Now, the above “ingredients” seem trivial, and they are. Of course whoever reads history knows that for example Tsar Nicholas II, Louis XVI, Shah of Iran, Mubarak, etc. were weak dictators; nor anybody doubts this as a fact that most revolutions happened while there was an economic crisis going on.

The ingredients are important, as later on we will try to develop an explanation for why they end up in a blood bath. But first we need to try and define what is a revolution? If the political regime of a country is overthrown by masses (big crowds) of people, and a completely new regime has taken its place, a revolution has happened. In here we see that a revolution differs from a coup d’état, which is when a regime is overthrown without the masses of people having anything to do with it.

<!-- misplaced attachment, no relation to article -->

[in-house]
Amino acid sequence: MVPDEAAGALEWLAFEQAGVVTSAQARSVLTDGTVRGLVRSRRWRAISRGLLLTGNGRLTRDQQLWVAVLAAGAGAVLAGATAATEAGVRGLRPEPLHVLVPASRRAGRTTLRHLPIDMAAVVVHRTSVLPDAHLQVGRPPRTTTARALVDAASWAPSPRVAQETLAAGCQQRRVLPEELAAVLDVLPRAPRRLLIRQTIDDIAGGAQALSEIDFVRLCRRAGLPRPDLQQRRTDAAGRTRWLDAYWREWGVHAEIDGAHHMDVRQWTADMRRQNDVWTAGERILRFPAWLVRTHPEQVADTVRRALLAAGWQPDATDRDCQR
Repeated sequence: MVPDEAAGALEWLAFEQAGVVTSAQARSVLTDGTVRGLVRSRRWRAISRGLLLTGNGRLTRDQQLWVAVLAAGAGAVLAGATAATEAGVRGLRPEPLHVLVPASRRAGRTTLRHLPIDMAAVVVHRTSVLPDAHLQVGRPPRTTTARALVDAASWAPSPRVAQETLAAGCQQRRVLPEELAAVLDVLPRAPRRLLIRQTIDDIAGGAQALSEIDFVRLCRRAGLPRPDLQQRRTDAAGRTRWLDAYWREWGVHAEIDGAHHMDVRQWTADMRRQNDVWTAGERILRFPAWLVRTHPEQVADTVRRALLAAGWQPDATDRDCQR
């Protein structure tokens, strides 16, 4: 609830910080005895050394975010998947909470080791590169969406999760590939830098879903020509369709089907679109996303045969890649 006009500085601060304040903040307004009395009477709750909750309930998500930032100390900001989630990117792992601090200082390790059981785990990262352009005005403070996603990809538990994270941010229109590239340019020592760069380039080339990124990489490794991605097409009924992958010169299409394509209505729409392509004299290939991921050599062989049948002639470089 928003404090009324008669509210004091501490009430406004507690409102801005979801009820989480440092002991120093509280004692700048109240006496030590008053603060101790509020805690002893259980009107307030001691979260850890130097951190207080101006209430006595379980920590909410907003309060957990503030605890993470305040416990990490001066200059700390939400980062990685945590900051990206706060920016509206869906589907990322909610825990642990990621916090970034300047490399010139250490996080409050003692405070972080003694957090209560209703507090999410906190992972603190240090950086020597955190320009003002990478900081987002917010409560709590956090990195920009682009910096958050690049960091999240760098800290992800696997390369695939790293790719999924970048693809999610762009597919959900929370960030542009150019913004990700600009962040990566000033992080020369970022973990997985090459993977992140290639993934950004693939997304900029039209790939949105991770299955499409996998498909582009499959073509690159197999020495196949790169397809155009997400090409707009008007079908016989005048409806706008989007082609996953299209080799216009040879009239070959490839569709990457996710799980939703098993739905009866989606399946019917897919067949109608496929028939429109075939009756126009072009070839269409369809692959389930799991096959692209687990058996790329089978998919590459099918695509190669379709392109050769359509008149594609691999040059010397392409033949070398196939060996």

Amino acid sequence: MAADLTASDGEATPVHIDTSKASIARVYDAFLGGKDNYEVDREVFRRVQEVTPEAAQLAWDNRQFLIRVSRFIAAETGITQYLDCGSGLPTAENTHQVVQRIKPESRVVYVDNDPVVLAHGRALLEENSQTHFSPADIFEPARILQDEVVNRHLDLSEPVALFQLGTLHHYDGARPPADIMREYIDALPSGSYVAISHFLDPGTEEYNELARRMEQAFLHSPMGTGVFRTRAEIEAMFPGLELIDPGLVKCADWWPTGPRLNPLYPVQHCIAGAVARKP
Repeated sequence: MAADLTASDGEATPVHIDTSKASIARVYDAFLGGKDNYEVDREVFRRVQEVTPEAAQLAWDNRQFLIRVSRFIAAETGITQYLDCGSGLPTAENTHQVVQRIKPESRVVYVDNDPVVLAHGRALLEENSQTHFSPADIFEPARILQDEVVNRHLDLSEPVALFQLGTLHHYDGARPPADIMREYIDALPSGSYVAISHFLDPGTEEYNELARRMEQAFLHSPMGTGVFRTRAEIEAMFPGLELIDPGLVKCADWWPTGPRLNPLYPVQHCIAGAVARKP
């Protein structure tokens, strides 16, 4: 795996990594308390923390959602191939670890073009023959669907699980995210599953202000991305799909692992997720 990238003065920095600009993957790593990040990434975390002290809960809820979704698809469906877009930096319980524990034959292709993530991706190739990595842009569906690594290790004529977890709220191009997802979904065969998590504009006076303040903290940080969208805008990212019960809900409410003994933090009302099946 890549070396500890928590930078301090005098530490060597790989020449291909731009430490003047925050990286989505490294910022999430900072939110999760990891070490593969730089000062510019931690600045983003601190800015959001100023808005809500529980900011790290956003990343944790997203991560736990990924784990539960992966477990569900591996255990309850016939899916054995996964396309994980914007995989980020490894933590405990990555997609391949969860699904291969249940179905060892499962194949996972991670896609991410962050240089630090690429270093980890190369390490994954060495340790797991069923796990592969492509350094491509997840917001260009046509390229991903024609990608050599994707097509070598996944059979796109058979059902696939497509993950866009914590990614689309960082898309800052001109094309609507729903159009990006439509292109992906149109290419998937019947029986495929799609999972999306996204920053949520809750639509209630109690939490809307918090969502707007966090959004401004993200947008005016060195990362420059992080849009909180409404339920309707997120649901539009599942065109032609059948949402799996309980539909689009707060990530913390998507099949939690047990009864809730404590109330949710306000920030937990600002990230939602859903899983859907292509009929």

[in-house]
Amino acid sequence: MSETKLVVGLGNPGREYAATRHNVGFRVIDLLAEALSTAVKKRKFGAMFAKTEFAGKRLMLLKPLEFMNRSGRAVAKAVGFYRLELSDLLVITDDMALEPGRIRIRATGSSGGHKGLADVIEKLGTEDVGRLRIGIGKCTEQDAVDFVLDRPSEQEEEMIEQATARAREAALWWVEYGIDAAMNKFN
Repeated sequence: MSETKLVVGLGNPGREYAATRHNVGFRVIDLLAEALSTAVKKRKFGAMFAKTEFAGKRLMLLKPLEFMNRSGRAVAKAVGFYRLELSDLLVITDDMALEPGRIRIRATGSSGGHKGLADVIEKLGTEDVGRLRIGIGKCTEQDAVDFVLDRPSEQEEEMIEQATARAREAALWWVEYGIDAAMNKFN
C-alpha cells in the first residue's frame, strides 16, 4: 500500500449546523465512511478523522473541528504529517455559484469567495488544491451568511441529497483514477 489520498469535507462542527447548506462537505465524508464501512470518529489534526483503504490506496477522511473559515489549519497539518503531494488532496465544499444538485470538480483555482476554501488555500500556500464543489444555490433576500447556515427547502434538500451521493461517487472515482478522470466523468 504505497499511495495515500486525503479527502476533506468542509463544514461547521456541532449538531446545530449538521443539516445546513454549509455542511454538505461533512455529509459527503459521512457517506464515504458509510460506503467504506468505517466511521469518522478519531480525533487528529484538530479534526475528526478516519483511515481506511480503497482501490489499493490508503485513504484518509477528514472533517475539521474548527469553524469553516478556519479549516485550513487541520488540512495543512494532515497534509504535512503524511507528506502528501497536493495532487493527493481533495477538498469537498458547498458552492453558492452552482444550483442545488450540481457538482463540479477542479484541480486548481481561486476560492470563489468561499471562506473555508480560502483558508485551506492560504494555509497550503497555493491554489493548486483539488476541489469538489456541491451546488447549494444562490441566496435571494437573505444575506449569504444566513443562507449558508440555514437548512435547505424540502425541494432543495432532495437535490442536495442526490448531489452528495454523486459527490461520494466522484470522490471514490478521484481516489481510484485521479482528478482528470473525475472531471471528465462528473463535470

Now we come to the important question: How do revolutions happen?

I believe it to be a game of power between people and the dictator, that unfortunately is in a form of a very bloody vicious circle. The dictatorship in a normal mode is in a sense in “equilibrium”. That is, people know there is dictatorship, and feel it both in bureaucratic system of governance and specially the ideological dictatorship (dictator’s belief is law, and others cannot object). But at the time there are equal forces on each side: A military force that backs the dictator, and a secret police force that can handle the opposition (as individuals).